Yesterday we noted that as expected, the CRTC's ruling last year resulted in higher rates, with independent ISP Teksavvy unveiling new prices
that for some users are up to 17% higher. The good news is that while Bell and other Canadian incumbents did get the authority to jack up prices on wholesalers (and by proxy consumers) they failed to get usage-based pricing imposed that would result in independents being unable to offer unlimited broadband tiers. As a result Teksavvy yesterday unveiled a number of unlimited broadband options for users, in addition to some interesting less-expensive value tiers.
On the heels of TekSavvy's announcement Canadian independent ISP Electronic Box has also taken to our forums
to highlight their new pricing for 2012. Like TekSavvy, Electric Box was forced to raise rates on some tiers because of the CTRC ruling. However, also like TekSavvy, Electric Box is offering users a number of new options that are cheaper than incumbent pricing. They're also offering new unlimited options for users tired of the low cap, high overage price gouging imposed by Canadian incumbents. The new pricing for cable customers (click to enlarge):
And here's the new pricing for DSL users:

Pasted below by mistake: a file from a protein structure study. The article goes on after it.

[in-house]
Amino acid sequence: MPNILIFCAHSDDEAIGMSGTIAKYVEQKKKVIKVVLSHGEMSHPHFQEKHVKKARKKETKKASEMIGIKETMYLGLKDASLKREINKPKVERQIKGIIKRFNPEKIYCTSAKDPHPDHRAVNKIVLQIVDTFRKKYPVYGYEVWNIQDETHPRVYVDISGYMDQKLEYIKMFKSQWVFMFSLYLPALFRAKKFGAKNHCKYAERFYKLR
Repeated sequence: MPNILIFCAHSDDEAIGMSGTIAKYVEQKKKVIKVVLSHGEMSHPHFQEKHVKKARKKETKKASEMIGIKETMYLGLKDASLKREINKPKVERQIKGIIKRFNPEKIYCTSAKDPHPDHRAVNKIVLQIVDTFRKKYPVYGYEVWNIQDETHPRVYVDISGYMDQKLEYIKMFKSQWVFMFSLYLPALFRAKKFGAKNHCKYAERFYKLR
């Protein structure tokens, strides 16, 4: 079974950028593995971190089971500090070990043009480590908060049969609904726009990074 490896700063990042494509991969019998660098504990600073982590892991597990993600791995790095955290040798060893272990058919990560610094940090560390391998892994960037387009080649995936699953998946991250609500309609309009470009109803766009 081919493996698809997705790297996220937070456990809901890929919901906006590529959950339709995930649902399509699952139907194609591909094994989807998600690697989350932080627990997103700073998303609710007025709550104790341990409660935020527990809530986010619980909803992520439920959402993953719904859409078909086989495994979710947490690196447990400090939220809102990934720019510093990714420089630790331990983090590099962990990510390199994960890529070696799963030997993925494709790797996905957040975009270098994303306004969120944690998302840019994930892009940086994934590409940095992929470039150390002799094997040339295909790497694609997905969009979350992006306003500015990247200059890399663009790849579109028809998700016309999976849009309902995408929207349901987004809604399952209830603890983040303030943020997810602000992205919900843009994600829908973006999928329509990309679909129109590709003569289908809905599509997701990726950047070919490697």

Yesterday's TekSavvy announcement noted that the company is now not running the meters for users on their 300 GB capped DSL plans between 2 AM and 8 AM. Electric Box is taking that idea further (thanks to fewer users and less network strain), saying they won't run the meters on any DSL customers between the hours of 2 AM and 12 PM. Some users will see lower rates, especially if they're making the shift from incumbent ISP to independent. Still, by and large, broadband prices continue to rise for all Canadians because of the cap and overage pricing model (that's precisely what it's designed for).
While part of the story here is that the CRTC effectively allowed incumbents to jack up prices (already among the most expensive in the world according to OECD data
) for all Canadians, organized consumer outrage
forced the CRTC to back off a Bell and Rogers plan for usage-based billing that would have prevented independent ISPs from offering differentiated product. As a result of Canadian consumer activism, consumers at least now have a variety of choices (most importantly unlimited) should they not like the often draconian pricing and network management practices of companies like Bell and Rogers.